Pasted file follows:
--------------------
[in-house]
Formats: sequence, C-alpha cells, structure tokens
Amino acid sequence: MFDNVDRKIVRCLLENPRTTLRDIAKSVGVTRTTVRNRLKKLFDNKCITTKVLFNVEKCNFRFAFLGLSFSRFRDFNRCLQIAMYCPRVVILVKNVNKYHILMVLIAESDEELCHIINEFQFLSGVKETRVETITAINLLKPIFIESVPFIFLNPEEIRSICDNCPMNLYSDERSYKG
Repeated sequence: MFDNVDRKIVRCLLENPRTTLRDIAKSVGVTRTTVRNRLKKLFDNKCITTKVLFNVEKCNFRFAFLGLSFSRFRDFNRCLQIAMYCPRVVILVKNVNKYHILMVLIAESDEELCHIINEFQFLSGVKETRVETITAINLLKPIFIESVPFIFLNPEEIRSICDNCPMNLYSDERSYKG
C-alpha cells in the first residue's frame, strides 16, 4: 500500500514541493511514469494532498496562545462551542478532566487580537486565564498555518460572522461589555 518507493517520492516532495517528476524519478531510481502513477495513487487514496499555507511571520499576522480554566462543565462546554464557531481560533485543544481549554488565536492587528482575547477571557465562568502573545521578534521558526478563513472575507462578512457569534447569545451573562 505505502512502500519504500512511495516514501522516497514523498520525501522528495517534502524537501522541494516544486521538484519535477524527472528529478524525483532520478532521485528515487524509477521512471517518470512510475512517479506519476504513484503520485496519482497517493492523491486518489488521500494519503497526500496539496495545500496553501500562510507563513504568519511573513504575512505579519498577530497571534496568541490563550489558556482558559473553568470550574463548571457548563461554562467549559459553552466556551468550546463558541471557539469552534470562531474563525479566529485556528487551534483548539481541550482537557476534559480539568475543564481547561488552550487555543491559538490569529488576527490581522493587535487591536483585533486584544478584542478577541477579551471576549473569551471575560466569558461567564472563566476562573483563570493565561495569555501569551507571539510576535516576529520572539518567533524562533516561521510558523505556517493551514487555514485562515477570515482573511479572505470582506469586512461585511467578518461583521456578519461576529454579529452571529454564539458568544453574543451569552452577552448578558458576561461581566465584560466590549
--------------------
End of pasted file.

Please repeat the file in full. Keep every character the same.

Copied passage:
[in-house]
Formats: sequence, C-alpha cells, structure tokens
Amino acid sequence: MFDNVDRKIVRCLLENPRTTLRDIAKSVGVTRTTVRNRLKKLFDNKCITTKVLFNVEKCNFRFAFLGLSFSRFRDFNRCLQIAMYCPRVVILVKNVNKYHILMVLIAESDEELCHIINEFQFLSGVKETRVETITAINLLKPIFIESVPFIFLNPEEIRSICDNCPMNLYSDERSYKG
Repeated sequence: MFDNVDRKIVRCLLENPRTTLRDIAKSVGVTRTTVRNRLKKLFDNKCITTKVLFNVEKCNFRFAFLGLSFSRFRDFNRCLQIAMYCPRVVILVKNVNKYHILMVLIAESDEELCHIINEFQFLSGVKETRVETITAINLLKPIFIESVPFIFLNPEEIRSICDNCPMNLYSDERSYKG
C-alpha cells in the first residue's frame, strides 16, 4: 500500500514541493511514469494532498496562545462551542478532566487580537486565564498555518460572522461589555 518507493517520492516532495517528476524519478531510481502513477495513487487514496499555507511571520499576522480554566462543565462546554464557531481560533485543544481549554488565536492587528482575547477571557465562568502573545521578534521558526478563513472575507462578512457569534447569545451573562 505505502512502500519504500512511495516514501522516497514523498520525501522528495517534502524537501522541494516544486521538484519535477524527472528529478524525483532520478532521485528515487524509477521512471517518470512510475512517479506519476504513484503520485496519482497517493492523491486518489488521500494519503497526500496539496495545500496553501500562510507563513504568519511573513504575512505579519498577530497571534496568541490563550489558556482558559473553568470550574463548571457548563461554562467549559459553552466556551468550546463558541471557539469552534470562531474563525479566529485556528487551534483548539481541550482537557476534559480539568475543564481547561488552550487555543491559538490569529488576527490581522493587535487591536483585533486584544478584542478577541477579551471576549473569551471575560466569558461567564472563566476562573483563570493565561495569555501569551507571539510576535516576529520572539518567533524562533516561521510558523505556517493551514487555514485562515477570515482573511479572505470582506469586512461585511467578518461583521456578519461576529454579529452571529454564539458568544453574543451569552452577552448578558458576561461581566465584560466590549